The art of setting boundaries is ultimately not about telling another person that they are wrong or telling them what they SHOULD be doing.

We are speaking up about the choices WE are making about our own actions based on our own needs and expectations.

So, setting a boundary in this situation could sound something like: “One thing that’s incredibly important to me in a relationship is that both people are really ready to make a commitment to each other. And one important sign of that for me is that we’ve both moved on from ex’s and past relationships. Your current dynamic with your ex just isn’t the kind of romantic situation I’m looking for right now. So as long as that’s the dynamic in your life, I need to make the choice for me not to pursue this relationship any further. I hope you will respect my decision & understand that this is the healthiest choice for me.”

A few things to notice.

I didn’t tell the person that they are bad for having this complicated relationship with an ex. I’m not telling them that they are wrong. And I’m not trying to control their behavior or manipulate them into doing what I want. I’m not saying “You need to block your ex right now to show how much you really love me.”

What I’m focusing on is: Here’s what I’m feeling. Here are my needs and expectations. And here’s what I’m choosing to do moving forward.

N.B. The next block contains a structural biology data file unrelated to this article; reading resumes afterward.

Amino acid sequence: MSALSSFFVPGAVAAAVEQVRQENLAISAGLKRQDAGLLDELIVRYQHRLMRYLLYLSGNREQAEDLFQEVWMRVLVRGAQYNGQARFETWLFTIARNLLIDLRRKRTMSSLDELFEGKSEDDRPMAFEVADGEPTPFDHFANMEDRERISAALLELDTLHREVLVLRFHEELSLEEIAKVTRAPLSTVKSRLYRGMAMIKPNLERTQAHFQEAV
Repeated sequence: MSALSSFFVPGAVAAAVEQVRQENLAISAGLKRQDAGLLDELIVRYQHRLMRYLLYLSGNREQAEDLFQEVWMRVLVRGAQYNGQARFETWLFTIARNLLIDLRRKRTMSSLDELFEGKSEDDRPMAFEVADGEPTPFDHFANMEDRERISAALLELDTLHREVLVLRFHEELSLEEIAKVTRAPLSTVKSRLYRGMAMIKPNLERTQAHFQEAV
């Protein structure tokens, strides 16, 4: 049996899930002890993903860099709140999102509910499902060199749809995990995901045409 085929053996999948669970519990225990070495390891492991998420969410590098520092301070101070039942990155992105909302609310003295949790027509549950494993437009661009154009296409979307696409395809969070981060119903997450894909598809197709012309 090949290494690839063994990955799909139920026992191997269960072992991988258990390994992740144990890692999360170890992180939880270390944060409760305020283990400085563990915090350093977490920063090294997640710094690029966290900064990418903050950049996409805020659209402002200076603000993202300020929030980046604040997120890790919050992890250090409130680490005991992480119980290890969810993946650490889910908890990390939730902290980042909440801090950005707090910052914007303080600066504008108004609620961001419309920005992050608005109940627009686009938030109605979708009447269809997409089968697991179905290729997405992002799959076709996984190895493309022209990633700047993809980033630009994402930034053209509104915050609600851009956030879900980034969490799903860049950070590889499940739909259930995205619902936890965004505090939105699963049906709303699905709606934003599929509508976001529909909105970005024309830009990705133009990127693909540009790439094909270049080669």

And that gives them the freedom and autonomy to respond however they choose to respond, based on their own current level of self-awareness (which you, by the way, don’t really have any control over… nor is it your job to try to change their level of awareness).

If they reply saying “You’re being completely unreasonable. This is totally unfair. My ex doesn’t mean anything to me. You’re being crazy…” then they’ve just given you further proof that they are not the one for you. Goodbye.

Now, they could reply by saying, “I hear you and I respect your choice.” That’s showing respect for your boundaries. And let’s say you hear from them three months later, saying “I took the time to really bring a close to that past relationship. The divorce is finalized. I’ve deleted their number. I’ve put it behind me and I really feel ready to prioritize a relationship with you if you’re still available for that.” If that is the case, then you have the option to revisit your boundary due to the new situation. If they respect your boundary and then actually change their behavior BECAUSE THEY CHOOSE TO, you might be in a place of reconsidering the relationship.

But you didn’t force them into that changed behavior. You didn’t guilt-trip them or shame them. You stated your needs. You held your ground. You stated your boundaries. And then you let them make the choice they want to make. And then you respond accordingly.

In my experience, this is an example of setting a balanced, healthy boundary.

- Matthew Robertson